"The penalty good men pay for indifference to public affairs is to be ruled by evil men." attributed to Plato

"Bad men need nothing more to compass their ends, than that good men should look on and do nothing." attributed to Edmund Burke

Let's between us make the world a better place.

Monday, 2 September 2013

silly money and social consequences

A friend’s gliding club premises were broken into the other night and well and truly trashed before the vandals made off with some expensive equipment.

Our local allotments are regularly broken into, sheds and green houses damaged and stuff stolen.

One can only assume that the people who do these things feel that in some way society owes them something that they don’t have, cannot get, other than through dishonest means. And they presumably feel angry as well, which is where the trashing comes in.

We hear this weekend that the Welsh football star Gareth Bale is to transfer from Tottenham to Real Madrid for a transfer fee of $130 million and a weekly pay for 6 years of $465,000. That’s very roughly $66,000 per day or $2700 per hour or $46 per minute. We can argue over exact amounts due to conversion rate and rounding differences but at those values who cares? The point is that this sort of money for a single man who happens to be quite good at kicking a ball around a field is obscene in any currency!

There’s a TV ad at the moment that shouts at us from the screen the virtues of taking part in a lottery – we can get lots of stuff, lots of money, we are told. Stuff, stuff, money, money… As if that is all that’s important in life and this will be the route to happiness. But it isn't and it won't be!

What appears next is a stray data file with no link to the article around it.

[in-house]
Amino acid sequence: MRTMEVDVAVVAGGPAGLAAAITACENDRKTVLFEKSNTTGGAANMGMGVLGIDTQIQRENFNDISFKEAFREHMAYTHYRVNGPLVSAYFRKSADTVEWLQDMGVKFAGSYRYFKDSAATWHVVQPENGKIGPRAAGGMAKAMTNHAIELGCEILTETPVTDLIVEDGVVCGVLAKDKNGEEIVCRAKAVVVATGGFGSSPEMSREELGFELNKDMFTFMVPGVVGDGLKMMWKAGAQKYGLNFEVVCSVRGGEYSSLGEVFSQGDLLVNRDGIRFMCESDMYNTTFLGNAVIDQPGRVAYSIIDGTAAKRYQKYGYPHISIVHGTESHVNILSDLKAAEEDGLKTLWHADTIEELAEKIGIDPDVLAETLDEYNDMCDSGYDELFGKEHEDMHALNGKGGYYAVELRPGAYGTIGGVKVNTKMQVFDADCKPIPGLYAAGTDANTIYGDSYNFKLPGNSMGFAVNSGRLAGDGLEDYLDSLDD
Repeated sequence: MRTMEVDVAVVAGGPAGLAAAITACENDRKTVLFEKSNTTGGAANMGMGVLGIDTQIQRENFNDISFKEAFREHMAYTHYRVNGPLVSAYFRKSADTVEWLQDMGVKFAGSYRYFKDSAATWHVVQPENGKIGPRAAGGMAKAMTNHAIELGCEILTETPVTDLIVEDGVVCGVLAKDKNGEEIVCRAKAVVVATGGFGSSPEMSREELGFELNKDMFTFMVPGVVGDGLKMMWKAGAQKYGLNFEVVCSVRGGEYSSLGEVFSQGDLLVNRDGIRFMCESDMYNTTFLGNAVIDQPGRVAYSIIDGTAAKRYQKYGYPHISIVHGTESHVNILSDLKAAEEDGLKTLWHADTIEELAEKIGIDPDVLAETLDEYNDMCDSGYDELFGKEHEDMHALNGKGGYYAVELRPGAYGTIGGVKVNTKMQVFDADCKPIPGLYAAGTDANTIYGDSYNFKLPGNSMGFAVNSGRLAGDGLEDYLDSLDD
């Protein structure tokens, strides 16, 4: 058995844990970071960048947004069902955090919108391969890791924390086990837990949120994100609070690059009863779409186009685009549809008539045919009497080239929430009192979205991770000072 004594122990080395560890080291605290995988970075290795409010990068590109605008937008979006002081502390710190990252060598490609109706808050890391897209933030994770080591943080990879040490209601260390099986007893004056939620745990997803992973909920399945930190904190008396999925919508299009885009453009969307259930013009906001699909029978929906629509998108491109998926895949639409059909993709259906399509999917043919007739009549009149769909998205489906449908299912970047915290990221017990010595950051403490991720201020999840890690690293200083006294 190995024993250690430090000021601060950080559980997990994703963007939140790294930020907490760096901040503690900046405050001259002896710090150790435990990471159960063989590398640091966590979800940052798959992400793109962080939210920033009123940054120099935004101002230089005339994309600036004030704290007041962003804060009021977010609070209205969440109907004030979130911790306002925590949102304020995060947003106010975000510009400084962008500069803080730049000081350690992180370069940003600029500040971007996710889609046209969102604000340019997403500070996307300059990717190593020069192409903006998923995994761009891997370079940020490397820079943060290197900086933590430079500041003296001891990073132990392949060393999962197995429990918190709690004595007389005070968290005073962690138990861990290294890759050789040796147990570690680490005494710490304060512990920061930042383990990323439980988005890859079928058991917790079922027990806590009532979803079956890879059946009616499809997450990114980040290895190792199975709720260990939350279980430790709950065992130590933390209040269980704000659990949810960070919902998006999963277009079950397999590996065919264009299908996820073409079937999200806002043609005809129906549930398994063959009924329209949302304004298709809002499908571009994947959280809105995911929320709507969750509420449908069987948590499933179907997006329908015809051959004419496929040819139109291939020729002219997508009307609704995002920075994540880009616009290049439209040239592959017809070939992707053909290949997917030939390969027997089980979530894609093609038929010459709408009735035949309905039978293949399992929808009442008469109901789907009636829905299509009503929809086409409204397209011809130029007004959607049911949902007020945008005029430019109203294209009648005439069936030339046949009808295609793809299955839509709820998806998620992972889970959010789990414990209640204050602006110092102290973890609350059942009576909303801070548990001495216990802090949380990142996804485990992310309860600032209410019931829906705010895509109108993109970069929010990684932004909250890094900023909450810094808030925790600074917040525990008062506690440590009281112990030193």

The divide between the materially wealthy and the hungry poor in the world is massive and the gap is apparently widening. Around half the world’s population live on less than $2 per person per day, a massive testament to human suffering, and this figure includes something like 1.4 million American households. Statistics such as these are an affront to our humanity when at the same time we have the ‘super rich’, to be found among the celebrities of sport, television and movie, the top bankers, investment fund managers, lawyers and doctors, including a footballer who will earn $46 per minute! It is true that many on the ‘rich-list’ are extremely generous in giving their time, talent and wealth for the global good, using their celebrity status or wealth or both to for social justice worldwide; people such as Microsoft founder Bill Gates, and Bono, the Irish lead singer of U2, best known perhaps for his key involvement with the Make Poverty History campaign.

But silly salaries and lavish life-styles breed an envy and greed, particularly it would seem among the young who are being taught by example that material wealth and celebrity status are the measure of ‘success’. And in the developing world others are attracted to our consumer life style and aspire to similar ‘wealth’. 

Meanwhile the poor of the world continue to struggle for survival and allotments and gliding clubs will still be broken into and trashed.

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